Seeing as though weeds are present in almost all natural water bodies, it seems like they need to be a part of your pond as well. This is true, however, leave them alone for too long and you will find out just how destructive to your pond eco-system they can be. The consequences that may follow the presence of large weed populations include limited sunlight for other life forms in the water and oxygen shortages. Of course, this leads to the death of other plants and fish. Lastly, once they are properly established, the weeds are damn near impossible to remove.
As a pond owner, you are thus required to familiarize yourself with pond weeds control measures if you are to have a healthy eco-system. Notably, the weed types that may establish themselves in your fish pond include algae, floating weeds, submerged weeds and lastly emergent weeds. We delve into the characteristics of each type of pond weed and how to get rid of them below.
You may be using your pond to achieve one or more of the following goals: provide water for the plants and animals in your farm, create an ideal breeding ground for various species, mitigate pollution, provide support to the eco-system in your area, for fishing, boating or swimming, and to make the landscape more visually appealing.
Depending on how prevalent the weeds are, they could be detrimental to the primary purpose of the pond. For instance, if you intend on swimming, boating or fishing in the pond, the weeds will likely get in your way and can be dangerous. Next, they can reduce the oxygen in the water, making it impossible for other plants and fish to live there.
Finally, they can make your pond ugly to look at, and since they produce quiet water areas, they will be a haven for mosquito breeding. As you can see, the whole pond and area eco-system will be affected by the presence of weeds, and hence you need to control them before they become a problem.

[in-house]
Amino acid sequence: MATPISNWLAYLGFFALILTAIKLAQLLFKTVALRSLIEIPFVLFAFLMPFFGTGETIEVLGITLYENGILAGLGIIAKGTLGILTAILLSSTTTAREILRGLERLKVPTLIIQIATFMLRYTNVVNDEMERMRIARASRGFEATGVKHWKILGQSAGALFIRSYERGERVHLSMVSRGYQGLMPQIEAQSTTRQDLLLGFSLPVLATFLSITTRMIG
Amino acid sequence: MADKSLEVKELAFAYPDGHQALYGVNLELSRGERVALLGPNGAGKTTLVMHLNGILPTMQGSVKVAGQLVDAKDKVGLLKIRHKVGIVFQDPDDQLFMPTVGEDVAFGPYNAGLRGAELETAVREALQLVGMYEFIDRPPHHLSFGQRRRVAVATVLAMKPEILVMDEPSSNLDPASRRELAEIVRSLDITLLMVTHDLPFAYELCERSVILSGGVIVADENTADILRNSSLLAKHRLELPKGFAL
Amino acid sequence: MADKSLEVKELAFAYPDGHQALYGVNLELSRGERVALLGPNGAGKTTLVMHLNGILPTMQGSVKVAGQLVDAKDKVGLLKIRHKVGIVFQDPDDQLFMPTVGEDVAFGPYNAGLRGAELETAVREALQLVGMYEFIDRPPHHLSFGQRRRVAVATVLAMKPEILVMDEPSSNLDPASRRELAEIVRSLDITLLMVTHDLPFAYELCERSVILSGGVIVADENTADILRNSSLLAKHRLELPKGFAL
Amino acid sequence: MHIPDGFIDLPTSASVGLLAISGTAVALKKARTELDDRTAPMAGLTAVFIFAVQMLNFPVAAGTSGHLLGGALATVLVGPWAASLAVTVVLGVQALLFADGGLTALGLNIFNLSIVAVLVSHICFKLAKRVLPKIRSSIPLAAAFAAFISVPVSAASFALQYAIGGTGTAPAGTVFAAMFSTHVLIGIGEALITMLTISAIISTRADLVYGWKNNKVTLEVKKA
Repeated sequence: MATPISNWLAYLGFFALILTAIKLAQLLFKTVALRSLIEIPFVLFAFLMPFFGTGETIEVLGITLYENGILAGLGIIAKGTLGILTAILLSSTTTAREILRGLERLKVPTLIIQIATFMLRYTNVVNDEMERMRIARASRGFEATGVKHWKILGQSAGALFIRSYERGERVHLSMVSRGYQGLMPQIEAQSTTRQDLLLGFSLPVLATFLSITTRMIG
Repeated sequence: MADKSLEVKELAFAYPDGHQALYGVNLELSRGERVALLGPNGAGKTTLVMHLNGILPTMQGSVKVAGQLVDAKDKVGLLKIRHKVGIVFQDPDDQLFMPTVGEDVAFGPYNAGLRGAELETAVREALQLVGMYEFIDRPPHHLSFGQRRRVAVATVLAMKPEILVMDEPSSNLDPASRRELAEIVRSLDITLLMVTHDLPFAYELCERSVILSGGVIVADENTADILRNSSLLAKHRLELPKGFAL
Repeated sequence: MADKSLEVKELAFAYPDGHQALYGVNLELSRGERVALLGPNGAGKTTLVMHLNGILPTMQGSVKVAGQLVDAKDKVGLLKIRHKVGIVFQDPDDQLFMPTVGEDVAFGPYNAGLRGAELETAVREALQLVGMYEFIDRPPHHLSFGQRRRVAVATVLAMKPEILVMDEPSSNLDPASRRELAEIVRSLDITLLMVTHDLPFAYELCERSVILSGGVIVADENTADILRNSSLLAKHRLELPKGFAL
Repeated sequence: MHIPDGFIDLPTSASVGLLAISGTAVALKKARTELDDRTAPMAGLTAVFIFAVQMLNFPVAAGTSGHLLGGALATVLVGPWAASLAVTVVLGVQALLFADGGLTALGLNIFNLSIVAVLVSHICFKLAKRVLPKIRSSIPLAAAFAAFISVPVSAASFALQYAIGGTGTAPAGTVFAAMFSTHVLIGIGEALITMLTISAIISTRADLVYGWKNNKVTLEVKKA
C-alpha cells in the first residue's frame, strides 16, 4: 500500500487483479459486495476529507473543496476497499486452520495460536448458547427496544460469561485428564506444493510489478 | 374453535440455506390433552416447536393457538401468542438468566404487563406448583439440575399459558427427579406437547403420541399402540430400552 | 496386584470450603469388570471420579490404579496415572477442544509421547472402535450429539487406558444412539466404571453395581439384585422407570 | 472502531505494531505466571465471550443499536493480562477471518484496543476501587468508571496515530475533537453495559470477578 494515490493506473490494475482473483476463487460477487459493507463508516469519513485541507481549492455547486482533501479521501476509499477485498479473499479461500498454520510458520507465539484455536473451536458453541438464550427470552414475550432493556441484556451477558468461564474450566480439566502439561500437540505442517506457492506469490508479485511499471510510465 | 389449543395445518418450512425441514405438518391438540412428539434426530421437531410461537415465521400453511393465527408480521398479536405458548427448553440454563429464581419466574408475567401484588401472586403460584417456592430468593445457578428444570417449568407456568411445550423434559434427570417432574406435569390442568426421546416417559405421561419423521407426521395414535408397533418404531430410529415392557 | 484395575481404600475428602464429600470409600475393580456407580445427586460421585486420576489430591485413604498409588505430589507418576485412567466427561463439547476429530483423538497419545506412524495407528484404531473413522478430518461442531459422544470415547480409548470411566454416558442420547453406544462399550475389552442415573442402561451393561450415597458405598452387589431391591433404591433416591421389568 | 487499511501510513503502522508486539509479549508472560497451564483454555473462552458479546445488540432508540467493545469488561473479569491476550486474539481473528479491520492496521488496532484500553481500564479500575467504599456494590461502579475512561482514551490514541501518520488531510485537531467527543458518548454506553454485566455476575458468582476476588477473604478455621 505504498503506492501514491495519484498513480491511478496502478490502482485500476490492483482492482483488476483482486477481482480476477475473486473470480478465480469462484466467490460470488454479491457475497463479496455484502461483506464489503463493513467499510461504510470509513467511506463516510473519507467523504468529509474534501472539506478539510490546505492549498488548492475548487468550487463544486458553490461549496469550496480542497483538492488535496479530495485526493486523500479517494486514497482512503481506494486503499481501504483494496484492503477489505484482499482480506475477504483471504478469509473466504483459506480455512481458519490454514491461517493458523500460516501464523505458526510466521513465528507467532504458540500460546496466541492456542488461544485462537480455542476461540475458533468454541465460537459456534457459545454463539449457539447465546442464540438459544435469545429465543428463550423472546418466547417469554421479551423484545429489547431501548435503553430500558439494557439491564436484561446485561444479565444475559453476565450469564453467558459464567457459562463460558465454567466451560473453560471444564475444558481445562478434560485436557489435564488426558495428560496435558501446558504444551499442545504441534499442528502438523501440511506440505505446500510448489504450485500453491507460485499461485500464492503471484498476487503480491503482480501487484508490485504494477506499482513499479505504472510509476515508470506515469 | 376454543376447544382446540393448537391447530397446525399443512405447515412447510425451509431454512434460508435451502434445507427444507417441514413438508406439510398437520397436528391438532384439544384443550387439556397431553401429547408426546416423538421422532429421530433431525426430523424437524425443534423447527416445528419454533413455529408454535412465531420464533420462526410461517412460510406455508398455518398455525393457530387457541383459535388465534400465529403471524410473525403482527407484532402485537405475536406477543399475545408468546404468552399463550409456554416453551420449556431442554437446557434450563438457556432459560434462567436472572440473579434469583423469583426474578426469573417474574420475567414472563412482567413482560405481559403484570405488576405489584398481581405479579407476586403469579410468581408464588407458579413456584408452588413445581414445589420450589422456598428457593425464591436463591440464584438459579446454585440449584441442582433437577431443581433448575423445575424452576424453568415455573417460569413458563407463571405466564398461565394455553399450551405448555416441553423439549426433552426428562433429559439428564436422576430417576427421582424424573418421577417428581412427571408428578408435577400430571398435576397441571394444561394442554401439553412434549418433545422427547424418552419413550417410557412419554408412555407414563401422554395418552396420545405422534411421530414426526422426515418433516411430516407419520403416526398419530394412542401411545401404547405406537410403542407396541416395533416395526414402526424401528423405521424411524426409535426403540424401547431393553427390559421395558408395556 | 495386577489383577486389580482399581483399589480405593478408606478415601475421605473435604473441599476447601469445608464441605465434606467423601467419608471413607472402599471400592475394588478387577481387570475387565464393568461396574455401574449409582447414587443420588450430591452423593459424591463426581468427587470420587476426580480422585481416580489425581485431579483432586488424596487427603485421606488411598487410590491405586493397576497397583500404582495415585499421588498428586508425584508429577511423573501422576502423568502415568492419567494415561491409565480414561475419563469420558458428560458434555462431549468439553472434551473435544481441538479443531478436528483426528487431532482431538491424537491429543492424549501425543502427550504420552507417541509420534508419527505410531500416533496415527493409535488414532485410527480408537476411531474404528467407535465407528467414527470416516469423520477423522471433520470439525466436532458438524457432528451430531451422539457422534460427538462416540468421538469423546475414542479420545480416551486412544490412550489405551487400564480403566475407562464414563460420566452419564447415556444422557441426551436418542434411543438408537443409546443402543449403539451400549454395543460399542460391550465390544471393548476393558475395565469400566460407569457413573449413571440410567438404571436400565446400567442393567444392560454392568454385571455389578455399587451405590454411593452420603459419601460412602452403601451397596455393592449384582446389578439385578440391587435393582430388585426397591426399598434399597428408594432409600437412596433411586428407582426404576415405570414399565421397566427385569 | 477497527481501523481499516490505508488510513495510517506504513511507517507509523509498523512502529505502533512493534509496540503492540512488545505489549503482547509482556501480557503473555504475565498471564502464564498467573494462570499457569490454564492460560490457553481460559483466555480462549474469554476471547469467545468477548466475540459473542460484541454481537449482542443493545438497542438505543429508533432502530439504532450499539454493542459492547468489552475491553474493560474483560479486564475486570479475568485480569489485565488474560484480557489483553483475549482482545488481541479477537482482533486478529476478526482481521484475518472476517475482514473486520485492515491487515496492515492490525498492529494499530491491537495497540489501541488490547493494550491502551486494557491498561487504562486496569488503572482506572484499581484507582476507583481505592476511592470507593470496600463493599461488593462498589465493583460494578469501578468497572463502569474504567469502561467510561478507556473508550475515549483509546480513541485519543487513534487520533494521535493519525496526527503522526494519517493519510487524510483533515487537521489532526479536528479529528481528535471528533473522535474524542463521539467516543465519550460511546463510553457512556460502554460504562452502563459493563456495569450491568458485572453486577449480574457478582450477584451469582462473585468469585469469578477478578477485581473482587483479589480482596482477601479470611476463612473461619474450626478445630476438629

If your pond is relatively shallow, you might encounter floating weeds from time to time. They show up on deep water bodies as well but only in rare cases. Like their name suggests, they will be floating on top of the water and may spread out to cover the whole pond with time. If this happens, they will block sunlight and oxygen from reaching anything underneath them, including fish, plants and water micro-organisms.
You don’t want the problem ever to get this dire although a few floating weeds here and there can provide some visual appeal. Water lilies seem to be the most well-known species of floating weeds. There are others such as duckweed, water lettuce, hyacinth, spatterdock, and waterweed.
If you’re wondering how to control these floating pond weeds cheaply, you may have to opt to cut, rake or pull them from the water. The pulling and raking methods work best for duckweed and water lettuce since they have the least developed root systems of the bunch.
For the rest, simply pulling, cutting or raking them won’t be enough as they have more developed rhizomes. Instead, you’ll have to add a suitable herbicide to the roots after cutting the top part to ensure they die out as well.